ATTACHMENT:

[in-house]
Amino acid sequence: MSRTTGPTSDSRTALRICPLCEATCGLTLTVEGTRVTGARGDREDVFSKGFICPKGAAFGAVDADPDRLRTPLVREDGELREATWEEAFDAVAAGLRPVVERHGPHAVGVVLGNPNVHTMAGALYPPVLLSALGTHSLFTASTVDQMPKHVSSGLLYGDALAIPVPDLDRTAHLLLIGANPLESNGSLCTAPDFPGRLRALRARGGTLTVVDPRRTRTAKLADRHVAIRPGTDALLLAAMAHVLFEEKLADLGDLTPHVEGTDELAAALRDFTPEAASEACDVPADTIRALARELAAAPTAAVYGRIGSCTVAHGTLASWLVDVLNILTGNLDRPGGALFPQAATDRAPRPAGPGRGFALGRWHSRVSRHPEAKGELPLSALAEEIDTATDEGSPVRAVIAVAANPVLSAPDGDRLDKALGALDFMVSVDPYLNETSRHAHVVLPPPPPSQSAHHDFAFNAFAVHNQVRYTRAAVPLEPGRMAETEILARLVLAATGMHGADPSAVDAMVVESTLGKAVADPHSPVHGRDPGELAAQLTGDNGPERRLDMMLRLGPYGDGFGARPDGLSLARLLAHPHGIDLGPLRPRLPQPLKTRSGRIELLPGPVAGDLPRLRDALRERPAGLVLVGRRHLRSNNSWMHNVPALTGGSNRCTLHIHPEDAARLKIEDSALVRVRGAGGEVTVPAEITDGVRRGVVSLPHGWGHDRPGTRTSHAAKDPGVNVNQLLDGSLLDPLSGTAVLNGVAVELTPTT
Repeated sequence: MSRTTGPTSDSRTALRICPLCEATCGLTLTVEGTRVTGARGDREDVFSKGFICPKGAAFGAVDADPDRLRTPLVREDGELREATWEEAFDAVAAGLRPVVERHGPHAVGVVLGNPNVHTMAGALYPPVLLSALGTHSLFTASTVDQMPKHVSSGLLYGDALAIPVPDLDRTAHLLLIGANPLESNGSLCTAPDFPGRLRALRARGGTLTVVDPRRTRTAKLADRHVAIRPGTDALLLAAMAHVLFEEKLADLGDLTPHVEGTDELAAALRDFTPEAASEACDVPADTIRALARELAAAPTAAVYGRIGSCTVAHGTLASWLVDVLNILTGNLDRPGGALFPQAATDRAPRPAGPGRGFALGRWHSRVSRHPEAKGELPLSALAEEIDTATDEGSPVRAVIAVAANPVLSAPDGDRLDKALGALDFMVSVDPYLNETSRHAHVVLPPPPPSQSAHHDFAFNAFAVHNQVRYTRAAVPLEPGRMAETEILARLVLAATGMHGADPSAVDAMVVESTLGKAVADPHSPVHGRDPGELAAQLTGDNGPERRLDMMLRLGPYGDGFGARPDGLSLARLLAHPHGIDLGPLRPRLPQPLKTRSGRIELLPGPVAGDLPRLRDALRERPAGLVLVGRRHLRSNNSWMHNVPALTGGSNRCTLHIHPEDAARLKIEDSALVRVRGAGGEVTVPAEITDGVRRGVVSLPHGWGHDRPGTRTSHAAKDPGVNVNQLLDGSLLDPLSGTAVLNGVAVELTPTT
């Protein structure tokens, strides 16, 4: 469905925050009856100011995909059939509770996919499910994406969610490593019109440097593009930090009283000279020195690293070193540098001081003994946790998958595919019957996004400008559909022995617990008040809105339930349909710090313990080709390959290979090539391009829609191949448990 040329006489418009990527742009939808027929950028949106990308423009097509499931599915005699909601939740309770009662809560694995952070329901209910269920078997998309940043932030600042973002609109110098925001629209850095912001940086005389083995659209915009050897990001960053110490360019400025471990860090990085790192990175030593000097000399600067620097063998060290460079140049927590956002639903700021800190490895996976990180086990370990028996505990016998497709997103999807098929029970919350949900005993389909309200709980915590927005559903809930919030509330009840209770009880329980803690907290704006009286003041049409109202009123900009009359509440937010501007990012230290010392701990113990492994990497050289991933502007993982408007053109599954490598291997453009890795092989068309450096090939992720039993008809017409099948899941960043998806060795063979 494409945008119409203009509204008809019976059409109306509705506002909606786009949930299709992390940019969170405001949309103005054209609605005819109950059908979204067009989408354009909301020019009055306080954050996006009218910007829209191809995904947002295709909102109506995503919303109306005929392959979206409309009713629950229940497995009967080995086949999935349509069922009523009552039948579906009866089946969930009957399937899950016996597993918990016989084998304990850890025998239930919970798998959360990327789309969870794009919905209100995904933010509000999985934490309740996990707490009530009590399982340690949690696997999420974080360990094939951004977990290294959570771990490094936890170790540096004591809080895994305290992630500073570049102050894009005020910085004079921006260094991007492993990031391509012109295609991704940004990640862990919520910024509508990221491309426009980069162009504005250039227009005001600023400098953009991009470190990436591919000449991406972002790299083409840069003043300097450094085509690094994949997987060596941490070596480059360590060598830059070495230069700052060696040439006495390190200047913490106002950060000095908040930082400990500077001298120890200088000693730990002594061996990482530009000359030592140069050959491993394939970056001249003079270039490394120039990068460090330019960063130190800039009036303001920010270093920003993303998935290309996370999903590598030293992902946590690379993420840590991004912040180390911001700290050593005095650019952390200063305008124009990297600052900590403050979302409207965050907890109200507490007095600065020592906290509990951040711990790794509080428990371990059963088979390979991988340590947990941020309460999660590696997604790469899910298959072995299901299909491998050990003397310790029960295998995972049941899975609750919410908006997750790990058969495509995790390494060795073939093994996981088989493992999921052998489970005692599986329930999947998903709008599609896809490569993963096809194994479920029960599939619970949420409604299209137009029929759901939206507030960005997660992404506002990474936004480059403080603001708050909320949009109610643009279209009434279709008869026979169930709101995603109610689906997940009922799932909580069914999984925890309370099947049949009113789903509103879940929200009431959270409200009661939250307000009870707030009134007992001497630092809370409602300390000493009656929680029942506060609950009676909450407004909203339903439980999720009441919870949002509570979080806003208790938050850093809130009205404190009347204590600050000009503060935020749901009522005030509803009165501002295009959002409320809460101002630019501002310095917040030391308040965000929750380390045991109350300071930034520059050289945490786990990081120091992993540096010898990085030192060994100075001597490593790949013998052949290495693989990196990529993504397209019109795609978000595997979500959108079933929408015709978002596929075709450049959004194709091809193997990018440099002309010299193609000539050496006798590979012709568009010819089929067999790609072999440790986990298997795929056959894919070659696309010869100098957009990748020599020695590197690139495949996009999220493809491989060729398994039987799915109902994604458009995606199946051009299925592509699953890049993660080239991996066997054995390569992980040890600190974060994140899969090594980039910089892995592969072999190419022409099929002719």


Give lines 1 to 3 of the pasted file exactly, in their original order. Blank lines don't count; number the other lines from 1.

[in-house]
Amino acid sequence: MSRTTGPTSDSRTALRICPLCEATCGLTLTVEGTRVTGARGDREDVFSKGFICPKGAAFGAVDADPDRLRTPLVREDGELREATWEEAFDAVAAGLRPVVERHGPHAVGVVLGNPNVHTMAGALYPPVLLSALGTHSLFTASTVDQMPKHVSSGLLYGDALAIPVPDLDRTAHLLLIGANPLESNGSLCTAPDFPGRLRALRARGGTLTVVDPRRTRTAKLADRHVAIRPGTDALLLAAMAHVLFEEKLADLGDLTPHVEGTDELAAALRDFTPEAASEACDVPADTIRALARELAAAPTAAVYGRIGSCTVAHGTLASWLVDVLNILTGNLDRPGGALFPQAATDRAPRPAGPGRGFALGRWHSRVSRHPEAKGELPLSALAEEIDTATDEGSPVRAVIAVAANPVLSAPDGDRLDKALGALDFMVSVDPYLNETSRHAHVVLPPPPPSQSAHHDFAFNAFAVHNQVRYTRAAVPLEPGRMAETEILARLVLAATGMHGADPSAVDAMVVESTLGKAVADPHSPVHGRDPGELAAQLTGDNGPERRLDMMLRLGPYGDGFGARPDGLSLARLLAHPHGIDLGPLRPRLPQPLKTRSGRIELLPGPVAGDLPRLRDALRERPAGLVLVGRRHLRSNNSWMHNVPALTGGSNRCTLHIHPEDAARLKIEDSALVRVRGAGGEVTVPAEITDGVRRGVVSLPHGWGHDRPGTRTSHAAKDPGVNVNQLLDGSLLDPLSGTAVLNGVAVELTPTT
Repeated sequence: MSRTTGPTSDSRTALRICPLCEATCGLTLTVEGTRVTGARGDREDVFSKGFICPKGAAFGAVDADPDRLRTPLVREDGELREATWEEAFDAVAAGLRPVVERHGPHAVGVVLGNPNVHTMAGALYPPVLLSALGTHSLFTASTVDQMPKHVSSGLLYGDALAIPVPDLDRTAHLLLIGANPLESNGSLCTAPDFPGRLRALRARGGTLTVVDPRRTRTAKLADRHVAIRPGTDALLLAAMAHVLFEEKLADLGDLTPHVEGTDELAAALRDFTPEAASEACDVPADTIRALARELAAAPTAAVYGRIGSCTVAHGTLASWLVDVLNILTGNLDRPGGALFPQAATDRAPRPAGPGRGFALGRWHSRVSRHPEAKGELPLSALAEEIDTATDEGSPVRAVIAVAANPVLSAPDGDRLDKALGALDFMVSVDPYLNETSRHAHVVLPPPPPSQSAHHDFAFNAFAVHNQVRYTRAAVPLEPGRMAETEILARLVLAATGMHGADPSAVDAMVVESTLGKAVADPHSPVHGRDPGELAAQLTGDNGPERRLDMMLRLGPYGDGFGARPDGLSLARLLAHPHGIDLGPLRPRLPQPLKTRSGRIELLPGPVAGDLPRLRDALRERPAGLVLVGRRHLRSNNSWMHNVPALTGGSNRCTLHIHPEDAARLKIEDSALVRVRGAGGEVTVPAEITDGVRRGVVSLPHGWGHDRPGTRTSHAAKDPGVNVNQLLDGSLLDPLSGTAVLNGVAVELTPTT